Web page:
Citing Mr. Mattis' deposition and his November 6, 2006 affidavit, Plaintiffs allege that on July 22, 2002, Mr. Mattis used Stairwell No. 4 for several reasons. (Rec. Doc. 59, ¶ 15). Perhaps most significantly, Plaintiffs allege that Mr. Mattis was unaware of the peril he faced because he did not realize that Stairwell No. 4 was the exit with the reported, missing stoop. (Rec. Doc. 59, ¶ 15). Mr. Mattis' affidavit supports this allegation. (Rec. Doc. 59, Ex. A). Thus, because he was unaware of the danger, and given the convenience, Stairwell No. 4 was "right there by Dr. Concas' office where he had been," the door was close to his car, and he was on his way to Knapper Clinic, Mr. Mattis used Stairwell No. 4. (Rec. Doc. 59, ¶ 15).

Plaintiffs and Defendants agree on several issues as to what happened on July 22, 2002, and thereafter. During the late afternoon to early evening on July 22, 2002, Mr. Mattis returned to the Radiology Department in the Pavilion to speak with one of the radiologists. (Rec. Docs. 51, ¶ 14; 59, ¶ 14). When he exited, Mr. Mattis used Stairwell No. 4. (Rec. Doc. 59, ¶ 15). Stairwell No. 4 was not the only available exit from the Pavilion. (Rec. Docs. 51, ¶ 16; 59, ¶ 16).

Further, when Mr. Mattis opened the exterior door to Stairwell No. 4, "he stepped on the threshold with his right foot and instantly felt as if something happened to his right leg causing the right leg to collapse and resulting in the July 22 fall." (Rec. Docs. 51, ¶ 17; 59, ¶ 17). Additionally, approximately a year and a half after the July 22 fall, during Labor Day weekend in 2003, Mr. Mattis returned to Stairwell No. 4 to take pictures of the location of his alleged fall. (Rec. Docs. 51, ¶ 18; 59, ¶ 18). Mr. Mattis' trip revealed that "[a] stoop was installed at the exterior of Stairwell No. 4 some point after Mr. Mattis' July 22 fall." (Rec. Docs. 51, ¶ 19; 59, ¶ 19).

DISCUSSION:

In the instant Motion, Defendants seeks summary judgment as to Plaintiffs' claims in their entirety. (Rec. Doc. 52 at 2). With respect to the only claims that remain contested after briefing, Plaintiffs' tort claims, Defendants argue that the instant Motion should be granted because there are no genuine issues of material fact and Defendants are entitled to judgment as a matter of law. (Rec. Doc. 52 at 2). Because Defendants' Motion as to the loss of consortium claim depends on the disposition of the negligence claim, we begin with the negligence claim.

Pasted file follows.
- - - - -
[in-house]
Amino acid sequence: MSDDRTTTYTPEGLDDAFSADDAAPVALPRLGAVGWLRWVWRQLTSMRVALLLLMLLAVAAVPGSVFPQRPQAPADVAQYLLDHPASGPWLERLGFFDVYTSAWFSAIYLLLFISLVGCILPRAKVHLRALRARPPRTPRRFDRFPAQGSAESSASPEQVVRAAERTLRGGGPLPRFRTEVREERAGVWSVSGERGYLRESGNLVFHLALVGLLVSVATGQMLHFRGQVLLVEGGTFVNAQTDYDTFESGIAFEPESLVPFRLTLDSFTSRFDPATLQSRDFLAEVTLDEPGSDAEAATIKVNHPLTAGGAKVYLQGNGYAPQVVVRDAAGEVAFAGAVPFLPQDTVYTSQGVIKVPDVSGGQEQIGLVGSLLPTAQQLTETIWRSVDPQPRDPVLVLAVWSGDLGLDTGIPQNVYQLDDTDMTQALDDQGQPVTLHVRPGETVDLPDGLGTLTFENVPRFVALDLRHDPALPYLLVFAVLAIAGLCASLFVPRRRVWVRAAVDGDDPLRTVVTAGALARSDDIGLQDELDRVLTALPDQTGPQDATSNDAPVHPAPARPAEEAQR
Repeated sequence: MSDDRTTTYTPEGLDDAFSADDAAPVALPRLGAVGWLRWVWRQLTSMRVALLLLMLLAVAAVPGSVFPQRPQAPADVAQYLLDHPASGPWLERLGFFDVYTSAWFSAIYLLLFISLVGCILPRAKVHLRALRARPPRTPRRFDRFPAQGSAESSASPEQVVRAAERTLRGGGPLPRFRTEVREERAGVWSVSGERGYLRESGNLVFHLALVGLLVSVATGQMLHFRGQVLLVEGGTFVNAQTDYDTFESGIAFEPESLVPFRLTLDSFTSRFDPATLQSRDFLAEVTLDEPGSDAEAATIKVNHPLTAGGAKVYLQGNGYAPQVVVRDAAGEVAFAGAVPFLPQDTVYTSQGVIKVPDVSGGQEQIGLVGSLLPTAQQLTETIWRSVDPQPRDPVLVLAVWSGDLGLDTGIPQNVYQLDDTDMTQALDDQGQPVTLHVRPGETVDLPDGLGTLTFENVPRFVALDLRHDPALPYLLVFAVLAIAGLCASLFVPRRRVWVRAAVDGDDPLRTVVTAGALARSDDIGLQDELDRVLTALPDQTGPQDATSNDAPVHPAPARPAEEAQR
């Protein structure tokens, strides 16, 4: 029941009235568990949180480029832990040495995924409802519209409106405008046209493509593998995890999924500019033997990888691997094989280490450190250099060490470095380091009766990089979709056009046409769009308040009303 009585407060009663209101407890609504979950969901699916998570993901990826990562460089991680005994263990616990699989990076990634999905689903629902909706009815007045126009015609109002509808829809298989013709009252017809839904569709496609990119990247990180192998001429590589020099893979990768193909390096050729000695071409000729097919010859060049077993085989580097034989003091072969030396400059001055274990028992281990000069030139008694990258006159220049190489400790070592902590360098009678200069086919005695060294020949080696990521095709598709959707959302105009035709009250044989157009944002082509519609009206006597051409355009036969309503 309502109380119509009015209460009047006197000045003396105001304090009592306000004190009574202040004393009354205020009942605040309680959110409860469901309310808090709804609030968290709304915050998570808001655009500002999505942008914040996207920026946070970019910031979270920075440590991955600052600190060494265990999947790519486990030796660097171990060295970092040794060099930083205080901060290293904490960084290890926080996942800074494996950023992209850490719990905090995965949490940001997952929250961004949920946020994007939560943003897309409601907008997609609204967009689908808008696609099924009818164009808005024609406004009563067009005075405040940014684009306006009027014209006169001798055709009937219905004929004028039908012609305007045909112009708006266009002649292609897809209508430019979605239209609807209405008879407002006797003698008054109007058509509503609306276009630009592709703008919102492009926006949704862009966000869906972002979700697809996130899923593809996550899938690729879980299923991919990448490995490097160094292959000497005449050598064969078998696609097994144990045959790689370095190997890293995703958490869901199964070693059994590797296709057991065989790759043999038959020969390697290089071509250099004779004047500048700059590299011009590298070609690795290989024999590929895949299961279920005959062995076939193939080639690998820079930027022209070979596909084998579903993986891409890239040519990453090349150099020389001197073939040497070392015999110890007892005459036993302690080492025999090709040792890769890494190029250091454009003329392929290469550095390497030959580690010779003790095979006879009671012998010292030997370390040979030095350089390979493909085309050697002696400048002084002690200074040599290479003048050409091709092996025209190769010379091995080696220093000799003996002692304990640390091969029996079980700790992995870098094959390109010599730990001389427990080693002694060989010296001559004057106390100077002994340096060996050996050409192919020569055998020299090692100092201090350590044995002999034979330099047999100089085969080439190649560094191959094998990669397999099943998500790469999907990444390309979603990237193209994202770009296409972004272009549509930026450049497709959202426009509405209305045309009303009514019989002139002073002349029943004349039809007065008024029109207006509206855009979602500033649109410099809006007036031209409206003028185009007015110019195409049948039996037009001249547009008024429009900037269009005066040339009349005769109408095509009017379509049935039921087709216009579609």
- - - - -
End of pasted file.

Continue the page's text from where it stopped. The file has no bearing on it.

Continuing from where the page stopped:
To establish a claim for negligence, a plaintiff must show: 1) the defendant had a duty or obligation recognized by law; 2) the defendant breached that duty; 3) the plaintiff incurred loss or damage; and 4) a causal connection between the defendant's breach and the plaintiff's injury. Herczeg v. Hampton Twp. Mun. Auth., 766 A.2d 866, 871 (Pa. Super. Ct. 2001), alloc. denied, 788 A.2d 766 (Pa. 2001). Defendants argue for summary judgment on Mr. Mattis' negligence claim on the grounds that Plaintiffs failed to show that Defendants owed Mr. Mattis a duty. Thus, we limit our discussion to that element of Plaintiff's prima facie case.

With respect to Defendants' duty, "[t]he standard of care a possessor of land owes to one who enters upon the land depends upon whether the person entering is a trespassor, licensee, or invitee." Carrender v. Fitterer, 469 A.2d 120, 123 (Pa. 1983). In the instant action, the parties agree that Mr. Mattis is an invitee (see docs. 52 at 12-14; 60 at 5-6), and that "[p]ossessors of land owe a duty to protect invitees from foreseeable harm." Id. Thus, a possessor of land is liable only if he or she:

(a) knows or by the exercise of reasonable care would discover the condition, and should realize that it involves an unreasonable risk of harm to such invitee, and